Family Choice Act
U.S. Reps. Dan Lipinski, D-Ill., and Tom Osborne, R-Neb., proposed the legislation today, called the Family Choice Act, that would require cable providers to either adopt broadcast TV's indecency standards from 6 a.m. to 10 p.m. or offer an a la carte programming option so subscribers wouldn't have to pay for channels they don't want. another option would be the creation of a "family tier," which wouldn't contain programming unsuitable for children between 6 a.m. and 10 p.m. The family tier would be limited to programs not rated TV-Mature or TV-14.
The two representatives, though praising the new v-chip campaign, which promotes how parents are in charge of what their children watch, said that they don't believe the devise works.
"The v-chip is something we applaud, but we don't think it is the ultimate solution," Mr. Osborne said.
Mr. Lipinski called the campaign "just an attempt to push this [a la carte] issue off."
A la carte options
Under such schemes, currently in places such as France, Canada and Hong Kong, consumers pick and choose which cable networks they want. And importantly, they don't generally pay for channels they do not watch. Thus, nonsports fans could drop ESPN, the most expensive of the cable channels and currently a part of basic packages. Households without children could cease paying for Nickelodeon, and those without women could stop buying Lifetime, potentially saving on their monthly cable bill.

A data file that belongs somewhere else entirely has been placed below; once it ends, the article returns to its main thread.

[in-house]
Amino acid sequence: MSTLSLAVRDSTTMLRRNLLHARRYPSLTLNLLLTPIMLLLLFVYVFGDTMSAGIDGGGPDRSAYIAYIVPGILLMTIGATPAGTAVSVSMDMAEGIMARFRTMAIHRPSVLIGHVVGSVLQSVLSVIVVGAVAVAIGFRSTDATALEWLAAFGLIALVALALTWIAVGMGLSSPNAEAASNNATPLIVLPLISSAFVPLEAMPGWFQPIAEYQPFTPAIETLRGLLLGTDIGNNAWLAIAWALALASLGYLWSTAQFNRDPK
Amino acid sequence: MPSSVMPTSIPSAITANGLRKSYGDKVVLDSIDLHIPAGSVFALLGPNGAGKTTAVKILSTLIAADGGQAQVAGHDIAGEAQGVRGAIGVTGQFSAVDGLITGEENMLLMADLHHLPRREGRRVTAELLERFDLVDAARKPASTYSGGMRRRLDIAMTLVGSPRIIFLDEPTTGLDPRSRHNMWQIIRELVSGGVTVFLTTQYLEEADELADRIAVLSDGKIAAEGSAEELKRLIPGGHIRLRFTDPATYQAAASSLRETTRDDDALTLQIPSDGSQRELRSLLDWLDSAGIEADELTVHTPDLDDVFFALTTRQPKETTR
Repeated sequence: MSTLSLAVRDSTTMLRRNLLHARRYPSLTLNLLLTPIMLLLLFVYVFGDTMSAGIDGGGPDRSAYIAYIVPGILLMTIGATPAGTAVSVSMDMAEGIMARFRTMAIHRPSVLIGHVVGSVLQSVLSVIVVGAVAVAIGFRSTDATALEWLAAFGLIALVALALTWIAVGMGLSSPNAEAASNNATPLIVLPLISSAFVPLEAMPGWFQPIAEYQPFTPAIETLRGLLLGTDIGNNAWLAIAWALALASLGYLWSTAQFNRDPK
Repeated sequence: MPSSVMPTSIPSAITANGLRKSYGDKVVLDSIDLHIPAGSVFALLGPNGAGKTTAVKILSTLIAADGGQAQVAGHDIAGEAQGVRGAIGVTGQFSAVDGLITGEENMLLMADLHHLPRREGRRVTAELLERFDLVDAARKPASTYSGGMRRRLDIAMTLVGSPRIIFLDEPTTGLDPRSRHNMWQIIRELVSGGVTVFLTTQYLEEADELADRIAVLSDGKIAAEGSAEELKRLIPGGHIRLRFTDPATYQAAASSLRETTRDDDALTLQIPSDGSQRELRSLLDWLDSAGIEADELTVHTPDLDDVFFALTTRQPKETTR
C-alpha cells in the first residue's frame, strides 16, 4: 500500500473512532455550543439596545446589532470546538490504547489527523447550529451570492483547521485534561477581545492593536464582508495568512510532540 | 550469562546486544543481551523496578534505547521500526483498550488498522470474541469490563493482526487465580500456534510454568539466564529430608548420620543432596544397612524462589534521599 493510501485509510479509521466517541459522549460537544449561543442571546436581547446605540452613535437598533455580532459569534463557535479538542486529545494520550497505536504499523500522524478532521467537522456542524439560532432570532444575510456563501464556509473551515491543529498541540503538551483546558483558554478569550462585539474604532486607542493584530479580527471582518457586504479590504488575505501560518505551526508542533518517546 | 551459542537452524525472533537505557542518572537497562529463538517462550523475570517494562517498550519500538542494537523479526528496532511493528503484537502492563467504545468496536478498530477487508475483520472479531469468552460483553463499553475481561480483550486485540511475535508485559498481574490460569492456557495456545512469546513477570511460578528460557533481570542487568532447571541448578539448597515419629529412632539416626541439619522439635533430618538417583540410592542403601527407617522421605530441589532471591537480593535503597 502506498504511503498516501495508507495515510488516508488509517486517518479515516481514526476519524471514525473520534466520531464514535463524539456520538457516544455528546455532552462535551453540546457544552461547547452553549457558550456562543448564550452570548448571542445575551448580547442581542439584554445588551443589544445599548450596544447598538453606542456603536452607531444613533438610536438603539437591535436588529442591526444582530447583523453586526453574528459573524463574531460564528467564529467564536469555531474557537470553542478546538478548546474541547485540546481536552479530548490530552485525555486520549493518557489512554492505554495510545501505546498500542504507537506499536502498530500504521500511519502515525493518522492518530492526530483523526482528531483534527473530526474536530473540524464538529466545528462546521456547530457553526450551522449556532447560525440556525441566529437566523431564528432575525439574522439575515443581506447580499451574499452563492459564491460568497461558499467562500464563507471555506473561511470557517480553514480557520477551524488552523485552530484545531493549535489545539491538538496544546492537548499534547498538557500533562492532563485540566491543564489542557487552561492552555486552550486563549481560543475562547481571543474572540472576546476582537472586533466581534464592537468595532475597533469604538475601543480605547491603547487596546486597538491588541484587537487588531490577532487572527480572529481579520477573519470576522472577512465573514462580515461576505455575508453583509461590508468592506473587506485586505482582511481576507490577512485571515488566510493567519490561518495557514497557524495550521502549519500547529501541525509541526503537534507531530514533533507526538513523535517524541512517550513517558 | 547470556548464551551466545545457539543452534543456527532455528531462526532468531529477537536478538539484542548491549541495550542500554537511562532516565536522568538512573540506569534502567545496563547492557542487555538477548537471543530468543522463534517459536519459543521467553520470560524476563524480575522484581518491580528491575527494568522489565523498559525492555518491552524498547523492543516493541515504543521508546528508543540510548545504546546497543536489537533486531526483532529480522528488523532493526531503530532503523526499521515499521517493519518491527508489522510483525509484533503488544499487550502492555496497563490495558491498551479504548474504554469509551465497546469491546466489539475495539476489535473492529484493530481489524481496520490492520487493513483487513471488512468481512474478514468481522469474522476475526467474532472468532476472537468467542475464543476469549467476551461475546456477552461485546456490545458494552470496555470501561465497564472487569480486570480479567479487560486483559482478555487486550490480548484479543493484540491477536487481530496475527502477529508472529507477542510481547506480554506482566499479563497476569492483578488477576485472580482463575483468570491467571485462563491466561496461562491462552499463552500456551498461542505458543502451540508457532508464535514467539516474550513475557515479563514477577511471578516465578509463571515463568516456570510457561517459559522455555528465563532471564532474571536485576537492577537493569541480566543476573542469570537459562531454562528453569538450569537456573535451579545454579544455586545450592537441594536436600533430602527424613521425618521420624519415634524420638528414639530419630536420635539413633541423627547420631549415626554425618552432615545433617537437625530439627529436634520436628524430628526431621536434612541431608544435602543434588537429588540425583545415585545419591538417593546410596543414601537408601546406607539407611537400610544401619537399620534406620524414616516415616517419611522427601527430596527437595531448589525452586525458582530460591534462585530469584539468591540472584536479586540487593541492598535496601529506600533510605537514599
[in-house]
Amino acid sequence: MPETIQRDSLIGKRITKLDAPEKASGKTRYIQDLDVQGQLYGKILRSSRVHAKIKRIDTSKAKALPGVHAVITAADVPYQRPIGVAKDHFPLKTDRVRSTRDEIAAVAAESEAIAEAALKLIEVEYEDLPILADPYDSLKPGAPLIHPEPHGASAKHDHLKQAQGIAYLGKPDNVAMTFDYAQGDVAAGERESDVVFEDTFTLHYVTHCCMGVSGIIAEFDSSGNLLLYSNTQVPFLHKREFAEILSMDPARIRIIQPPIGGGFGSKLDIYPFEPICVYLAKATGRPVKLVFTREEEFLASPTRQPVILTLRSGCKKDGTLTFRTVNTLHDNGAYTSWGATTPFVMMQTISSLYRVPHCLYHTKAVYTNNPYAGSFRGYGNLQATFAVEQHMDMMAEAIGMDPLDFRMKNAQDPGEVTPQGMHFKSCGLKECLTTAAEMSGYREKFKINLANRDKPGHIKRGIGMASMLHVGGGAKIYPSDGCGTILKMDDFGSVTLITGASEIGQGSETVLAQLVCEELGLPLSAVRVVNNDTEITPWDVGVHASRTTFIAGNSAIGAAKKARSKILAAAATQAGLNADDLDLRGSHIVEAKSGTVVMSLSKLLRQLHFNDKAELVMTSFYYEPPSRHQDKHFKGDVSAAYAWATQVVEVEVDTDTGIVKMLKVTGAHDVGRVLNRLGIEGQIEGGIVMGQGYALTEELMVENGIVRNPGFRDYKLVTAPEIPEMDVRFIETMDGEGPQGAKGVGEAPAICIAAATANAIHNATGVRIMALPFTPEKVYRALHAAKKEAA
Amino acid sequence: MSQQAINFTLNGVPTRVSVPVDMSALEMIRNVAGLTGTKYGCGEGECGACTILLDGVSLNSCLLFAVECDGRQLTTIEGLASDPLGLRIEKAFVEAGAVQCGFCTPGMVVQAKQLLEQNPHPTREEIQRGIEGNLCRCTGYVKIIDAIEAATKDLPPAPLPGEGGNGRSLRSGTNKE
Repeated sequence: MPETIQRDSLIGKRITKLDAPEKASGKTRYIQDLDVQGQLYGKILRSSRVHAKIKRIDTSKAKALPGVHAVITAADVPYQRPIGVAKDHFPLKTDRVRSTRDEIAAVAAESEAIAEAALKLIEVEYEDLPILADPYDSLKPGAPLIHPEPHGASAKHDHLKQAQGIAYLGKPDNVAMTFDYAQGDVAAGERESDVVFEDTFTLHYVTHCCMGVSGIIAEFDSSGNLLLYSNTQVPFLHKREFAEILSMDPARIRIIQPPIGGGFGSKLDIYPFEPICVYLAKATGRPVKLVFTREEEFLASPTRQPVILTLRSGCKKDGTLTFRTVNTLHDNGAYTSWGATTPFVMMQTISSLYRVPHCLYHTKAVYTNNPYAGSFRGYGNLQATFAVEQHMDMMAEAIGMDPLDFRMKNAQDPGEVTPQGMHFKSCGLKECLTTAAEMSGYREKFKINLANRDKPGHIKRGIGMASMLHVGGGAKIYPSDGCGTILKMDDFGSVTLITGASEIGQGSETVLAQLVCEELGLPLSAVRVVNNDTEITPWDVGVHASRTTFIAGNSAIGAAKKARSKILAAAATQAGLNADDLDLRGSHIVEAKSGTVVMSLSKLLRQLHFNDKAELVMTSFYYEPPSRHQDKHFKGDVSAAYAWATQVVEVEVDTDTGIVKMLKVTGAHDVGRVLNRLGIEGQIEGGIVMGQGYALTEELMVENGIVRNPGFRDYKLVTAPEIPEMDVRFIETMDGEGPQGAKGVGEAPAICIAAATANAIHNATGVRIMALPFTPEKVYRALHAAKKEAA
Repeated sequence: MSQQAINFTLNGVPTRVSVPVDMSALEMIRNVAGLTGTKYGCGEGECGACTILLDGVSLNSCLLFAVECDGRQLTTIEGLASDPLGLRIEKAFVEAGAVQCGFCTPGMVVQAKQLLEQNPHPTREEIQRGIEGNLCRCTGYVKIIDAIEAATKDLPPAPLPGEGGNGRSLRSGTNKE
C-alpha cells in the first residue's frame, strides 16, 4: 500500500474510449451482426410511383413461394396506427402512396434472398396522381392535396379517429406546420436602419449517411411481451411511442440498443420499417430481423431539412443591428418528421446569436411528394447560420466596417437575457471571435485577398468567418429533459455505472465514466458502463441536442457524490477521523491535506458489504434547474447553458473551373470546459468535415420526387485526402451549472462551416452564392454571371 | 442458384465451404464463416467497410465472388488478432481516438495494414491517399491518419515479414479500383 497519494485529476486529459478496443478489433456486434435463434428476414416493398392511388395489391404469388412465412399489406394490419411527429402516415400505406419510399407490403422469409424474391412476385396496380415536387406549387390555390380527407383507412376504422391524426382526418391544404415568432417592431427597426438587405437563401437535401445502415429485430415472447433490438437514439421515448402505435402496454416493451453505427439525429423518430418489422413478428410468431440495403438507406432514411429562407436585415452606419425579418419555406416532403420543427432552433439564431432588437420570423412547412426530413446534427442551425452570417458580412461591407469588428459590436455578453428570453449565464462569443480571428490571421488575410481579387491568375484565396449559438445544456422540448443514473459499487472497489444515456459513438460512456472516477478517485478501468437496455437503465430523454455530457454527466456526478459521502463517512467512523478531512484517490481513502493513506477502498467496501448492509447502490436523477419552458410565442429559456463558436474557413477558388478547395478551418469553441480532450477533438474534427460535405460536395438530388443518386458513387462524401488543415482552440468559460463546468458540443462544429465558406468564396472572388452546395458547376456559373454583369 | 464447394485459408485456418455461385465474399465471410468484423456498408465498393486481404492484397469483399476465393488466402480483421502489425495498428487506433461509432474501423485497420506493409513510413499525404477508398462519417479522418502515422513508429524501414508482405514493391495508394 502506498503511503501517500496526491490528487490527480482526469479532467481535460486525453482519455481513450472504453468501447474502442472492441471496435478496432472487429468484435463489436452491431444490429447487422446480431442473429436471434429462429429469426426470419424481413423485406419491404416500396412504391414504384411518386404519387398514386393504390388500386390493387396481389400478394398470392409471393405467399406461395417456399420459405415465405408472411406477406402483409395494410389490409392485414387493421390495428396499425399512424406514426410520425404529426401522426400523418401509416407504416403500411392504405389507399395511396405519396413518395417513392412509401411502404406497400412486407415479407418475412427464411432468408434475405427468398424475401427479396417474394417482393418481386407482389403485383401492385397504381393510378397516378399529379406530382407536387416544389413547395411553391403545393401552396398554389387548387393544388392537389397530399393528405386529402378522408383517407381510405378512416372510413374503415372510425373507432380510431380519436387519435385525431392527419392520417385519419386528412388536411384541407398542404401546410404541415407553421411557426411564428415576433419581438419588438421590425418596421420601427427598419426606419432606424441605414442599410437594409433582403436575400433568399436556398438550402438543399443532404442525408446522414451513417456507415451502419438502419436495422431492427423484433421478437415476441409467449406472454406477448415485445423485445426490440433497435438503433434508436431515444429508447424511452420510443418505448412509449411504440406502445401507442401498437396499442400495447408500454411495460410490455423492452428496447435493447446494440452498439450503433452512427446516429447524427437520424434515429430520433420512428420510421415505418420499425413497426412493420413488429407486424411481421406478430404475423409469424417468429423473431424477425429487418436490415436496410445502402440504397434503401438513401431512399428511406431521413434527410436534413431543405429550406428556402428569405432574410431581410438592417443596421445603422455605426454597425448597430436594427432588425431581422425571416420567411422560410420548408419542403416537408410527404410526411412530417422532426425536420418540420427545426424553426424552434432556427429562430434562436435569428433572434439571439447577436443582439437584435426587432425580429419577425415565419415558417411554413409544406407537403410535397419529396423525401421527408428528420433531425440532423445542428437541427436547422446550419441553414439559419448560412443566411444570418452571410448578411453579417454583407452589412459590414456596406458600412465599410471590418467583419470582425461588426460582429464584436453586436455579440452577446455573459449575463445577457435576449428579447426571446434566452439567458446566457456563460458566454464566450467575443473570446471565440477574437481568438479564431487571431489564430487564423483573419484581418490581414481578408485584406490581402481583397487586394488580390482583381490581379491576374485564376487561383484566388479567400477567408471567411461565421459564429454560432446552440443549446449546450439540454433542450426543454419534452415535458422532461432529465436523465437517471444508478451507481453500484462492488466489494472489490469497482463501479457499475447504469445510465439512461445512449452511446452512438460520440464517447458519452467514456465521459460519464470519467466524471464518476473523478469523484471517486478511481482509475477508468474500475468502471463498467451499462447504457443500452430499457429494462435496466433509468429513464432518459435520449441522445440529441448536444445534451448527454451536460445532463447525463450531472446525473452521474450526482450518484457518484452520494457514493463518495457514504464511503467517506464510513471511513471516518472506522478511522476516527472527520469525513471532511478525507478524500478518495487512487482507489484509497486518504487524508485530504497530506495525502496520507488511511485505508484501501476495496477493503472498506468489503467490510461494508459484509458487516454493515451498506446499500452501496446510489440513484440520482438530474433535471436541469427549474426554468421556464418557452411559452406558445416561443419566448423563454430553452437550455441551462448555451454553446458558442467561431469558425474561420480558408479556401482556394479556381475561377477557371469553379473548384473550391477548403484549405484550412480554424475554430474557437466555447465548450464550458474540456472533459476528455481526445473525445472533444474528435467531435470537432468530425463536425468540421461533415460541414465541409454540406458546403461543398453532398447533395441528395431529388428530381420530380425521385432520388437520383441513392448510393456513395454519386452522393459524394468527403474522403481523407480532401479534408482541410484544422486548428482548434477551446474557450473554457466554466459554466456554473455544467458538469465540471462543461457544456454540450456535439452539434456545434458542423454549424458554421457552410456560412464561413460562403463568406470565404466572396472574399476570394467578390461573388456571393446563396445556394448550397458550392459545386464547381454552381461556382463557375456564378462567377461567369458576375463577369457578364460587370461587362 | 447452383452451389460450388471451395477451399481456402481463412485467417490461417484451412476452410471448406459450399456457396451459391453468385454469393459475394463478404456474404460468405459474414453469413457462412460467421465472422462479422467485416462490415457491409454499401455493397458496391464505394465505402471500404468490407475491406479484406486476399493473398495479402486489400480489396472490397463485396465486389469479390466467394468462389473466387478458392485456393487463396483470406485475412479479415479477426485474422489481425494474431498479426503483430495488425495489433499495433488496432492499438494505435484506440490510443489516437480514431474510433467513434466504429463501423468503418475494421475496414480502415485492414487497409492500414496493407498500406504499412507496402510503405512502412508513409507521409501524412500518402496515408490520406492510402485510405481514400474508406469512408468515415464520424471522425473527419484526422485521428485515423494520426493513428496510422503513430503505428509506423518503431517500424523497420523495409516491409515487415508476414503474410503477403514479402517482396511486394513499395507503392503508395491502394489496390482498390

Not surprisingly, cable companies are opposed to a la carte options on the grounds that monthly costs would not be reduced for the vast majority of viewers and a la carte would lead to higher advertising costs for U.S. marketers and weaken their ability to target consumers.
'Epiphany for parents'
Meanwhile, the v-chip public service campaign was unveiled at a Senate Commerce Committee meeting today by Jack Valenti, retired president of the Motion Picture Association of America, who said the media industry was coming together in a campaign that would be an "epiphany for parents." Mr. Valenti said parents who "truly care" would follow the directions of the campaign to show who's boss of the TV.
Committee Chairman Sen. Ted Stevens, R-Alaska, who had once talked of extending broadcast indecency standards to cable, then backed off, praised the campaign, saying the government could never legislate something similar because of First Amendment issues.